Cloud Computing For Business
Cloud computing has played an increasingly important role in the success of businesses through the years, and its prevalence continues to grow. In fact, 94% of enterprises already use some type of cloud service, and it is predicted that 83% of enterprise workloads will be in the cloud by the end of 2020. With the increase in remote work as a result of the pandemic, the cloud has quickly become an asset to many businesses—even those that had little to no presence in the cloud before. If you're considering adopting a cloud-based (or even a hybrid) solution, here are some ways that you can use your new setup to gain strategic advantage.

Reduced Costs

If you are a business owner or even an in-the-know employee, you understand the importance of keeping costs low for your business across the board. The cloud offers immediate cost reduction, as it allows you to save money on maintaining and upgrading expensive hardware. Instead, your files are stored virtually and more often than not, your cloud provider will also offer tech support and maintenance so you and your technical staff can focus on more important tasks. If you have multiple servers and other large pieces of hardware stored in a server room, a move to the cloud can also cut costs associated with facility rental, electric bills, and more. If you are not quite ready to commit to a fully cloud-based infrastructure, you may be wondering "what is hybrid cloud?" The hybrid cloud is a combination of both cloud-based and on-prem servers, and is most often utilized for disaster recovery and backup and as a stepping stone toward a fully cloud-based setup. According to, “75% of organizations have integrated or want to integrate cloud services with their on-premises data center resources,” and 56% of organizations believe the hybrid model improves disaster recovery.


Another important feature of cloud computing is its scalability. Unlike on-prem servers, cloud solutions allow you to easily add or decrease storage amounts on demand. You only pay for what you use, and if you run out of storage, you simply pay for more. As your IT demands grow or shrink, your cloud provider should be able to accommodate you. This is especially important for smaller or startup businesses that do not have the need for a large amount of storage yet, but will definitely need more space in the future. Without the cloud, these types of demands would be nearly impossible to keep up with, as the need for more storage capacity often means purchasing new equipment. Instead, you are only limited by the resources and features of your cloud provider, which are typically quite expansive.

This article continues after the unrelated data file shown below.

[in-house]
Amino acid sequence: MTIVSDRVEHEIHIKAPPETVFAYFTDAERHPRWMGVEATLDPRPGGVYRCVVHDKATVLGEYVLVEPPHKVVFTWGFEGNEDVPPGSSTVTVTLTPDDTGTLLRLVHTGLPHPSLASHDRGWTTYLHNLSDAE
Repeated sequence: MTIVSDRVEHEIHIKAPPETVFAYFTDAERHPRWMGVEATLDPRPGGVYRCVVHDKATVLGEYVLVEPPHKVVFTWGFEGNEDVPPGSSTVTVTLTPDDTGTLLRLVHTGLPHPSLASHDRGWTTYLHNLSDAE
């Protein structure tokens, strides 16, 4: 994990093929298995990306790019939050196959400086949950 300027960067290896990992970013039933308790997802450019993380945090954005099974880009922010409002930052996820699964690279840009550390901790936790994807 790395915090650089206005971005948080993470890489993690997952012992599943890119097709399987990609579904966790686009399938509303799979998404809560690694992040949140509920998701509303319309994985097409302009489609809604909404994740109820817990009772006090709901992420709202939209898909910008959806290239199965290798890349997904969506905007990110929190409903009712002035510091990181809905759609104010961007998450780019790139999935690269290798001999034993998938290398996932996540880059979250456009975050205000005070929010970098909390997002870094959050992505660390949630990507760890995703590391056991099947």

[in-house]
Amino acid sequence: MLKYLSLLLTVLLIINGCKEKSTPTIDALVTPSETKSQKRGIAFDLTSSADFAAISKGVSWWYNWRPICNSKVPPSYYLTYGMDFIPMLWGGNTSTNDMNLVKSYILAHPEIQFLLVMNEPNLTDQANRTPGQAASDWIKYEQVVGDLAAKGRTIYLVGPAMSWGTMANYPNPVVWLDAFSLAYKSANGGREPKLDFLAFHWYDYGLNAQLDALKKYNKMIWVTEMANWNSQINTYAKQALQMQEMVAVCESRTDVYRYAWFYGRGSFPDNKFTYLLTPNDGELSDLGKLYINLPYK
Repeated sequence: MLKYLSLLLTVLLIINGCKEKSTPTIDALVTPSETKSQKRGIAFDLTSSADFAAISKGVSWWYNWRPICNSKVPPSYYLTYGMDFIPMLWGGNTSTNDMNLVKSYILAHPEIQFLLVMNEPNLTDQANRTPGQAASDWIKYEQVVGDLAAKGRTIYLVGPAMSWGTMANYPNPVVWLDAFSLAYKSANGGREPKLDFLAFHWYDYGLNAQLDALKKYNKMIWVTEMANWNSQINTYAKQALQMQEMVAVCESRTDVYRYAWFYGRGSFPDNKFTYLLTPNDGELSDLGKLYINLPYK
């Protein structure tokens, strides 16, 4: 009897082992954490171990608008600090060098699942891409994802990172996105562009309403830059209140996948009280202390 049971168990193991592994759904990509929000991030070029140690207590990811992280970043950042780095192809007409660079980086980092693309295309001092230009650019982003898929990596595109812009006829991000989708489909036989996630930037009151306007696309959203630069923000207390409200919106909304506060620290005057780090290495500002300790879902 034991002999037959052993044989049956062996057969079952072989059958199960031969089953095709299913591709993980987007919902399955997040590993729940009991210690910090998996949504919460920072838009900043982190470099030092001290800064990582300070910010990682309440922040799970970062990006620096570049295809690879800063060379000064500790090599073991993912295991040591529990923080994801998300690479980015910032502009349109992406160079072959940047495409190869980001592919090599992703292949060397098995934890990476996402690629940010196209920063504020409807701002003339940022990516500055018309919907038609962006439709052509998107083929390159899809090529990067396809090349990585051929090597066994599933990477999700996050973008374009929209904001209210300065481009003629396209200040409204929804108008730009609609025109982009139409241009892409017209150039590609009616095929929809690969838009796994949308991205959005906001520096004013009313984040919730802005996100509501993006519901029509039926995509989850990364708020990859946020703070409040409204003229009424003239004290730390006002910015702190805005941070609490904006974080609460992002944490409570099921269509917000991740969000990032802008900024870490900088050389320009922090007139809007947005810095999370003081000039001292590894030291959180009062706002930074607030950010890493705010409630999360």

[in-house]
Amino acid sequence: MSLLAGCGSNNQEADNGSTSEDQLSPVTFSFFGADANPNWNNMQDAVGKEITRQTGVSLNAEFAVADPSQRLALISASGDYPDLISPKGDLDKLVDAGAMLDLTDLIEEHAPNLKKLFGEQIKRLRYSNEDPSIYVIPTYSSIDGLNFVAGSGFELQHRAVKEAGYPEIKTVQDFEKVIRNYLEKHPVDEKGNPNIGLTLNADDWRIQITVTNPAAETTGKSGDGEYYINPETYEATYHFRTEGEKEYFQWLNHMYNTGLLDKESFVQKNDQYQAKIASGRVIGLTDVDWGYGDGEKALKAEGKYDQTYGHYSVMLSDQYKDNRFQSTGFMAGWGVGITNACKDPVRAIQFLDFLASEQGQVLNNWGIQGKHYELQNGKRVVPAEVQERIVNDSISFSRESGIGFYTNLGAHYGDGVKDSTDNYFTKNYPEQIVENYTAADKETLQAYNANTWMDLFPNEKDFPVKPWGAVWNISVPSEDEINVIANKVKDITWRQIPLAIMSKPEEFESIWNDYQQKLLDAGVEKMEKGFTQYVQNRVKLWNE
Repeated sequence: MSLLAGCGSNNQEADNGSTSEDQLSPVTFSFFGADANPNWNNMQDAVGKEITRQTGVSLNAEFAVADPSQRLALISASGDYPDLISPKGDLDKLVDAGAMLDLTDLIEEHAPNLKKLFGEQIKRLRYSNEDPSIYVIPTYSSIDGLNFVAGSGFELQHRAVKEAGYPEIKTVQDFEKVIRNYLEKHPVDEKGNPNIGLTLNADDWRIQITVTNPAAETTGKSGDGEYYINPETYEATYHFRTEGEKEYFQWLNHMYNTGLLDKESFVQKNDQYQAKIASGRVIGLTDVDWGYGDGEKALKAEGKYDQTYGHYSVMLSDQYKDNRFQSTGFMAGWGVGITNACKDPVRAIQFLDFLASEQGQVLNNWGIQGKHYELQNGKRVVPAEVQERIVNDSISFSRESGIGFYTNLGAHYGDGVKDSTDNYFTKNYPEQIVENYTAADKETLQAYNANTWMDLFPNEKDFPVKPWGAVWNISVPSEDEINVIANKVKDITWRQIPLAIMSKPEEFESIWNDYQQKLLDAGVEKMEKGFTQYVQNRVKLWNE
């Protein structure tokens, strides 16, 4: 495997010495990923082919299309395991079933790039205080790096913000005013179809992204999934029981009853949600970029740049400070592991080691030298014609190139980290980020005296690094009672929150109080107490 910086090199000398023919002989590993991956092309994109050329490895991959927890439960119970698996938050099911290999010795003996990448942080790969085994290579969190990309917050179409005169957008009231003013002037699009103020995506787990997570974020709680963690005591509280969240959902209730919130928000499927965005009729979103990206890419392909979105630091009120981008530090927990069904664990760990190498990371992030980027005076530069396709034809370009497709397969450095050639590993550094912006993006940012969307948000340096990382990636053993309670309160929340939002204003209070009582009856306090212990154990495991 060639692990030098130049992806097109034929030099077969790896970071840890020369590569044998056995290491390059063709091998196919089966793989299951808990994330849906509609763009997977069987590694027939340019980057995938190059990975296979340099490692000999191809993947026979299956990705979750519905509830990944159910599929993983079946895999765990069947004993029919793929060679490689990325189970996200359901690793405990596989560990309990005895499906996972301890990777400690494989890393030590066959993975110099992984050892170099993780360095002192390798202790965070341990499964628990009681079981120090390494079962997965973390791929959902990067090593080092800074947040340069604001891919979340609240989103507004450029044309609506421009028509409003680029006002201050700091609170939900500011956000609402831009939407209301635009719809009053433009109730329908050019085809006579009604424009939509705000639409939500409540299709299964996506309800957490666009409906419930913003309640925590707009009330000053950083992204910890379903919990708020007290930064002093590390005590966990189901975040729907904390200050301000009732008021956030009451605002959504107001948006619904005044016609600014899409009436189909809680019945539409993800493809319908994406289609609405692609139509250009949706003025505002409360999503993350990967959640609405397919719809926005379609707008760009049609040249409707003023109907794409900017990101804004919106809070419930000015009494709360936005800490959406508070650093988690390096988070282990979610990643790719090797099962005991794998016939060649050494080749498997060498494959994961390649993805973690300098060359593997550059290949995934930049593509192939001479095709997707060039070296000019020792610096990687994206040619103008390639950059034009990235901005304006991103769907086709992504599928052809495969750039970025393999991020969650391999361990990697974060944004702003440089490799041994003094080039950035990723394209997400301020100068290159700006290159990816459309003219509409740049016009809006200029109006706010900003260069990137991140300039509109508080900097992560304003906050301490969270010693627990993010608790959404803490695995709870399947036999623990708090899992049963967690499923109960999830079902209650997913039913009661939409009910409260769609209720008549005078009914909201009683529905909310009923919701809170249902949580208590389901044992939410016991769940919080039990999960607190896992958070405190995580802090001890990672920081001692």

Disaster Recovery

Does your company have a failsafe plan in case disaster strikes? In these confusing and ever-changing times, it is now more important than ever to ensure that your data is always safe. The cost of losing data is much greater and more serious than the loss of the files themselves. Consider the costs of the lost time spent trying to recover data, rebuild servers, and get up and running again once everything is (hopefully) back in order. A large amount of downtime can spell the end of a company. If your company manages to survive, you will have wasted precious time that could have been spent selling products trying to get your infrastructure back to normal. And if news of your downtime gets out to customers or leads, you can expect that they will not be happy. The cloud can provide dependable (and very cost effective) data backup so you don't ever have to worry about losing your sensitive business files. If a physical server goes down or gets damaged, your files will be backed up virtually where you can easily access them.


The world of technology is evolving faster than many companies can keep up with. This also means that cyberthreats and other security vulnerabilities are also evolving, and it can be a full-time job trying to stay ahead of them. In a cloud setup, your provider typically handles this for you. Your IT staff doesn't have to worry about constantly updating software to get the latest patches or security fixes, and they don't have to waste their time researching the latest threats and how to combat them. These cloud providers have hundreds of thousands of customers to support, so it is in their best interest to create a safe environment for the people who have trusted their data to them. Not every company is ready for a total cloud migration. Yet, when business storage requirements change, take a step away from on-prem hardware and consider the benefits that the cloud can offer. You may be shocked to see just how much it improves your company's productivity—and your bottom line.